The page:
Mass Observation is a social research organization associated with the University of Sussex. It was set up in the 1930's to establish "a science of ourselves" in Britain. Nella Last, Housewife, 49, was perhaps their most dedicated volunteer diarist, writing about her everyday life in Barrow-in-Furness and submitting weekly from 1939. She stopped writing in 1966, two years before her death.
This book, Nella Last's Peace, is an edited version of her writing after World War II, spanning years 1945 t
Nov 19, 2014 Jenny rated it really liked it
Read because of Victoria Wood film based on Nella Last. So real and human.
Angie Swain
Feb 28, 2013 Angie Swain rated it liked it
A wonderful history of life as lived by the ordinary people of Britain at the end of the Second World War and the following years. The hardships, shortages, 'making do' are hard to imagine in the materialistic world we live in now yet the tale is told with stoicism and the belief that life will change again for the better. The snippets of her personal life make Nella come alive - she is quite impatient with her husband at times and the restrictions society places on women who are treated goodly ...more
Michele Powell
Jan 27, 2016 Michele Powell rated it really liked it
I meant to download her war diaries but did this one in error. However, I really enjoyed it. She was a legend as a housewife! So many if her insights on others are so relevant at any time.
Sep 04, 2010 Jennifer rated it really liked it
Riveting, frank, sad, honest, joyful--all these emotions and more describe the entries that Nella pens in this second volume of her post-war diary. I am really looking forward to her third volume which has not been released yet.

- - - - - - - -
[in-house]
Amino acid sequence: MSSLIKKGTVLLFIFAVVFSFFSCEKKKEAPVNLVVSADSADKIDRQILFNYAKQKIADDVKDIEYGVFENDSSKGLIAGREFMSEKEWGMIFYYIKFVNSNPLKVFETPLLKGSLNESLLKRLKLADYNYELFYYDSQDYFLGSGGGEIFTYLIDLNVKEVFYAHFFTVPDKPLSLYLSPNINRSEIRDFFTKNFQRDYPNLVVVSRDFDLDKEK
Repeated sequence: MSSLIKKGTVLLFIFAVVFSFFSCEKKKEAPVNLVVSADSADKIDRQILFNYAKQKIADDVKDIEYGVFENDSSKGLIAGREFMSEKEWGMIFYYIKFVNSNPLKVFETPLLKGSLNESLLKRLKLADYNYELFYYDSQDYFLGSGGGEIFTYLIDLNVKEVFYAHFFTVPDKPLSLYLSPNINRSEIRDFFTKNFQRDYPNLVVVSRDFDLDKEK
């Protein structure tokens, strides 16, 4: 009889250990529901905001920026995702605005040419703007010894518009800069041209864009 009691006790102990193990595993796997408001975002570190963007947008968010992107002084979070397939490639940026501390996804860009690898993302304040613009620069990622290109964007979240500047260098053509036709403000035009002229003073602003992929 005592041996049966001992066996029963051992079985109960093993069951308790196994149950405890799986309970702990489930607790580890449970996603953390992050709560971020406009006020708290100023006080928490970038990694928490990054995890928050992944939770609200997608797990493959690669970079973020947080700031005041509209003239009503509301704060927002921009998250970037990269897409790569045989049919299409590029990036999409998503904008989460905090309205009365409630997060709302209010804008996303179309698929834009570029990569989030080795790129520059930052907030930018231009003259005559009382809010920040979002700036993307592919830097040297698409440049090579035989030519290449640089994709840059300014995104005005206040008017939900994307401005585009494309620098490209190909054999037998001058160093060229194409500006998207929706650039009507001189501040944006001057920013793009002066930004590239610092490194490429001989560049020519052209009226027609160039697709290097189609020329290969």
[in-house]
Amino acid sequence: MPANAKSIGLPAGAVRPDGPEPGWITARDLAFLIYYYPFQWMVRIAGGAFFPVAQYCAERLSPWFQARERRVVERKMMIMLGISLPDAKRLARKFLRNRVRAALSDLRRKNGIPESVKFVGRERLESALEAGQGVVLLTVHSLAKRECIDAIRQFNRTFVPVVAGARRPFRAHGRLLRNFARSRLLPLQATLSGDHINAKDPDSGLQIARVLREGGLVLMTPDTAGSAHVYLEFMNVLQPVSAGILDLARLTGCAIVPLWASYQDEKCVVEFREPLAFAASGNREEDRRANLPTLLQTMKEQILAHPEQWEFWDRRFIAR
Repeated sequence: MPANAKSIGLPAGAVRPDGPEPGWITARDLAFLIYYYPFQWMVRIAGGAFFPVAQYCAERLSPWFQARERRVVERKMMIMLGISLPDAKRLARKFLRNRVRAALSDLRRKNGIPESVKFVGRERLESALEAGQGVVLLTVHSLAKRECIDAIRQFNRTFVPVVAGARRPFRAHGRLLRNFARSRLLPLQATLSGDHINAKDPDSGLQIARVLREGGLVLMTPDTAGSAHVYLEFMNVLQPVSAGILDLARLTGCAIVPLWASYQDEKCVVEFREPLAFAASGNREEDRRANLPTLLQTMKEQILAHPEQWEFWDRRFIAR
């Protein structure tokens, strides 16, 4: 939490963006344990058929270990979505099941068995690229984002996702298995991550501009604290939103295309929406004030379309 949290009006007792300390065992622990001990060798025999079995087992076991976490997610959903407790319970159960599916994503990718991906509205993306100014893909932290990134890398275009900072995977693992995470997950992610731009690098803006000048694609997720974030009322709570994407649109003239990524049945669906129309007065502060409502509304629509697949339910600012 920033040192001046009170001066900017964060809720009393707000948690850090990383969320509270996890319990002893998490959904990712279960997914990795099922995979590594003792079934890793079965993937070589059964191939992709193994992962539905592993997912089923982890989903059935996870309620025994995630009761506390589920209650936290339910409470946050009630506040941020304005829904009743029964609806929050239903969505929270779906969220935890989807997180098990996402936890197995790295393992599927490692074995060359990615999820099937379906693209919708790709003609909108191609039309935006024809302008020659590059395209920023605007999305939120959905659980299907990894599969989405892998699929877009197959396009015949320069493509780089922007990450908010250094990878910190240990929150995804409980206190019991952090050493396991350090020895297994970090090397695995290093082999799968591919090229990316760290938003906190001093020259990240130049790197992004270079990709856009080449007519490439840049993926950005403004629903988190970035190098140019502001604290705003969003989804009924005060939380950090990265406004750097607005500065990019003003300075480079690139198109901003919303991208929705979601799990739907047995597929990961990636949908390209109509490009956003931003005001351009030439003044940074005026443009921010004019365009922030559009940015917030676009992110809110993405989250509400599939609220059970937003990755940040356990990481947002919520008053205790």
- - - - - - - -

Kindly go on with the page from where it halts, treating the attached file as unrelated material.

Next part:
I find myself so drawn into her life and its ups and downs that when this book ended, I felt bereft. She is such a remarkable woman, so strong...yet vulnerable and like all of us mothers, so worried about her family, especially her husband and sons.
Jun 01, 2009 Sam rated it really liked it
I couldnt read this through in one go,I have been reading it on and off since christmas.I really liked the everyday details of what she cooked for dinner and how she managed to provide a meal considering the shortages and rations and without the conveniences we have now of a fridge or freezer.They say the british diet was its healthiest during the war /ration years.I found the story of Jessie the most intresting as we picked upparts of the story through her diary entries.
Feb 28, 2009 Elisabeth rated it really liked it
Nella gives us a frank look at her life at the end of the war in England. Peace did not bring prosperity and life continued to be hard in England. Nella manages well and is proud of it. A plain housewife with so much understanding, warmth and smarts. I like this book but I liked her first book, Nella Last's War better. Life becomes a little less exciting and with age she is losing a bit of her pluck. Still a good read though.
Aug 26, 2012 Susan rated it it was amazing
I love diaries and this didn't disappoint. I'd already read the first volume (and seen the excellent film), so it was good to see what happened next. I loved the domestic detail - what she cooked every day, etc. You get a real sense of the hardship of that period. By the end, I became quite obsessed with what happened to her son, Cliff, and spent time Googling him ...
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Nella Last was a wife and mother who wrote up her day-to-day experience of civilian life in the Second World War as part of the Mass-Observation Archive, which was set up by sociologist Charles Madge and anthropologist Tom Harrisson to record ordinary people's views on contemporary events. She was an intelligent woman, who was stifled by her life and repressive marriage in a provincial place. Fort ...more
More about Nella Last...

Other Books in the Series

Housewife, 49 (3 books)
  • Nella Last's War: The Second World War Diaries of Housewife, 49
  • Nella Last in the 1950s: The Further Diaries of Housewife, 49